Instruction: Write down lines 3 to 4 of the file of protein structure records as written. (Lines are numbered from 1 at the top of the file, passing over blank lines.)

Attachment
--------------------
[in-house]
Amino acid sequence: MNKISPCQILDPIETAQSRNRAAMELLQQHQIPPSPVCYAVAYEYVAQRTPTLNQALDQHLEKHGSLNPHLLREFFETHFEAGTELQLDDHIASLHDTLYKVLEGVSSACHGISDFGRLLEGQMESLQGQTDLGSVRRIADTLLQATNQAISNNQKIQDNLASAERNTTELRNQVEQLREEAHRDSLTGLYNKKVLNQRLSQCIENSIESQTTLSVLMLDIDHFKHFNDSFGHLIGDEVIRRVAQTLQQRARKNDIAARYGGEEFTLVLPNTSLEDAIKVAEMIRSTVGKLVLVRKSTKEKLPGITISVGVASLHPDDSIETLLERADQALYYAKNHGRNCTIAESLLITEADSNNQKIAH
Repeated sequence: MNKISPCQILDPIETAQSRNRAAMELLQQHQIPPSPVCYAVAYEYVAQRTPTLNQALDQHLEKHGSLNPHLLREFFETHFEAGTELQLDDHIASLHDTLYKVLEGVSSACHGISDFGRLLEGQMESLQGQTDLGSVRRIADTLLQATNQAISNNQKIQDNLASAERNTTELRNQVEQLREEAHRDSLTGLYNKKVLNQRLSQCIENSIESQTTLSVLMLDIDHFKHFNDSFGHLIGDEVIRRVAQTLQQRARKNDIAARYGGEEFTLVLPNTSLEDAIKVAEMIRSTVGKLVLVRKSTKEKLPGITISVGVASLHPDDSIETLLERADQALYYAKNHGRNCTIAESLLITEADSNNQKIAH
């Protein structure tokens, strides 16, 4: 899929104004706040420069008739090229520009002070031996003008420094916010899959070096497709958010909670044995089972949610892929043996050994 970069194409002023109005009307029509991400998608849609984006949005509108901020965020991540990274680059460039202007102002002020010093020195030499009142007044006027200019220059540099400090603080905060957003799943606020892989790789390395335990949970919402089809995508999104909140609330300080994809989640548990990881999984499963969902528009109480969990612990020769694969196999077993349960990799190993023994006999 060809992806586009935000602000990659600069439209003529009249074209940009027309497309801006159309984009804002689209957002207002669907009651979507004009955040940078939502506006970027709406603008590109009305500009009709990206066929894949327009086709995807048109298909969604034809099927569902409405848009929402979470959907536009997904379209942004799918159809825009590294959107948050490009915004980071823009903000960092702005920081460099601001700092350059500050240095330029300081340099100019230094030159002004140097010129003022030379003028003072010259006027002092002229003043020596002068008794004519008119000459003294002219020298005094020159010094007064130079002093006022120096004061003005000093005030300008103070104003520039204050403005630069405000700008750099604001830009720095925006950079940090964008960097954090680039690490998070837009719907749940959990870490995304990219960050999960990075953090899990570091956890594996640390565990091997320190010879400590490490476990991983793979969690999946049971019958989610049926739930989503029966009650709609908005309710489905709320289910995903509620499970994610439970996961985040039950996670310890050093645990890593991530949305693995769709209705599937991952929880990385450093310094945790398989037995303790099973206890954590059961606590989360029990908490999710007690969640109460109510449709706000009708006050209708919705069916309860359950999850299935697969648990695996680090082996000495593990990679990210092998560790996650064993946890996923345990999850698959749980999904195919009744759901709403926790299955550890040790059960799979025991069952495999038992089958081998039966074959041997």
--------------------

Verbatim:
Repeated sequence: MNKISPCQILDPIETAQSRNRAAMELLQQHQIPPSPVCYAVAYEYVAQRTPTLNQALDQHLEKHGSLNPHLLREFFETHFEAGTELQLDDHIASLHDTLYKVLEGVSSACHGISDFGRLLEGQMESLQGQTDLGSVRRIADTLLQATNQAISNNQKIQDNLASAERNTTELRNQVEQLREEAHRDSLTGLYNKKVLNQRLSQCIENSIESQTTLSVLMLDIDHFKHFNDSFGHLIGDEVIRRVAQTLQQRARKNDIAARYGGEEFTLVLPNTSLEDAIKVAEMIRSTVGKLVLVRKSTKEKLPGITISVGVASLHPDDSIETLLERADQALYYAKNHGRNCTIAESLLITEADSNNQKIAH
């Protein structure tokens, strides 16, 4: 899929104004706040420069008739090229520009002070031996003008420094916010899959070096497709958010909670044995089972949610892929043996050994 970069194409002023109005009307029509991400998608849609984006949005509108901020965020991540990274680059460039202007102002002020010093020195030499009142007044006027200019220059540099400090603080905060957003799943606020892989790789390395335990949970919402089809995508999104909140609330300080994809989640548990990881999984499963969902528009109480969990612990020769694969196999077993349960990799190993023994006999 060809992806586009935000602000990659600069439209003529009249074209940009027309497309801006159309984009804002689209957002207002669907009651979507004009955040940078939502506006970027709406603008590109009305500009009709990206066929894949327009086709995807048109298909969604034809099927569902409405848009929402979470959907536009997904379209942004799918159809825009590294959107948050490009915004980071823009903000960092702005920081460099601001700092350059500050240095330029300081340099100019230094030159002004140097010129003022030379003028003072010259006027002092002229003043020596002068008794004519008119000459003294002219020298005094020159010094007064130079002093006022120096004061003005000093005030300008103070104003520039204050403005630069405000700008750099604001830009720095925006950079940090964008960097954090680039690490998070837009719907749940959990870490995304990219960050999960990075953090899990570091956890594996640390565990091997320190010879400590490490476990991983793979969690999946049971019958989610049926739930989503029966009650709609908005309710489905709320289910995903509620499970994610439970996961985040039950996670310890050093645990890593991530949305693995769709209705599937991952929880990385450093310094945790398989037995303790099973206890954590059961606590989360029990908490999710007690969640109460109510449709706000009708006050209708919705069916309860359950999850299935697969648990695996680090082996000495593990990679990210092998560790996650064993946890996923345990999850698959749980999904195919009744759901709403926790299955550890040790059960799979025991069952495999038992089958081998039966074959041997």